Dollar Costs and Emotional Penalties

Solid organ transplantation is one of the most expensive medical procedures routinely available today. Nearly $3 billion was spent on 18,274 organ transplants in 1994 [current year dollar amounts not available], and this amount does not even include the expensive and life-long follow-up care and medications which can easily run over $40,000 per person per year.

One reason for the steady rise in the number of people on the UNOS waiting list is that kidney, heart and liver transplants are no longer considered experimental. Therefore, most health insurance companies, as well as public assistance health care such as Medicare and Medicaid, now pay for these three most common types of transplants.

One factor raising costs is the expense of maintaining individuals while they await compatible organs. The longer they wait, the sicker they get, the more time they spend in the hospital, and the more it costs. If an individual is ill enough to require an organ transplant, they are surely going to have to expect to spend time in the hospital while they wait for that organ. Hospitalization can easily run over $1,500 per day. For example:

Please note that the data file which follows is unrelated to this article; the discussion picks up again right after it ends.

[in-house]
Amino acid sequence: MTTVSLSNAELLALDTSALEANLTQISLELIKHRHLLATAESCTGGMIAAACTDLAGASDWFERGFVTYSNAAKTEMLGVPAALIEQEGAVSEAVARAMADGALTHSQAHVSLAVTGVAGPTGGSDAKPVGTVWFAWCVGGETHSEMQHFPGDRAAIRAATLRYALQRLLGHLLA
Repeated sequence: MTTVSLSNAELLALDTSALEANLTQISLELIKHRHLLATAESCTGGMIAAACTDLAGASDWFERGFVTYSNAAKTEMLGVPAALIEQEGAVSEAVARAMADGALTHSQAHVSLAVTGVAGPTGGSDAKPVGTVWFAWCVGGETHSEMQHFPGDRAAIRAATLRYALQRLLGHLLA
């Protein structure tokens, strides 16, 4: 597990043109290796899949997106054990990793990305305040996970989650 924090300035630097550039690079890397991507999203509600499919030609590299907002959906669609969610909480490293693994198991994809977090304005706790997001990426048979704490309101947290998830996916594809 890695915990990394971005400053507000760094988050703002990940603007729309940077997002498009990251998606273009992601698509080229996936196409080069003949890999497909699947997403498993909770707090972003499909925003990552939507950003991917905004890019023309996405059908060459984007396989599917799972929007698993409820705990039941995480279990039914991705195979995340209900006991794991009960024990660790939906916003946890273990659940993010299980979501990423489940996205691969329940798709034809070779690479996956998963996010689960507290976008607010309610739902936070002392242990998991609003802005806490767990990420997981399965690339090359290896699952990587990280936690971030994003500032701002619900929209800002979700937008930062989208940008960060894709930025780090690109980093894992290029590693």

If the person requires hospitalization for just one month out of a typical six month waiting period, that’s an expense of approximately $50,000 -- an expense which would not have been necessary had an organ been available sooner.
The lack of donated organs ultimately adds up to excessive costs for care of individuals awaiting transplants. Additionally, as these individuals get progressively more ill, their chances for recovery once they actually are allocated an organ are similarly reduced.

The truth is that nobody gets an organ transplant without some kind of health insurance. The highest out-of-pocket dollar costs to families usually results when they're coming to a center at a distance is living costs, including transportation, maintaining the home at the transplant center as well as the home at home, and long distance telephone charges.

Other costs are emotional, not financial, in nature. The transplant process is incredibly stressful. The statistics of divorce among families who have any family member receiving an organ transplant -- whether a spouse or a child -- is nearly double the rate when compared with 'normal' families. It is amazing how many families are destroyed because of the pressures of organ transplant.

Should the cost of saving a life be the destruction of a family? That just doesn't make sense. It is very difficult for both parents to work and meet the extraordinary care needs of a child who has undergone an organ transplant. Yet, insurance companies don't cover home health care beyond an immediate post-surgical time period. More consistent application of financing guidelines could alleviate some of these emotional difficulties.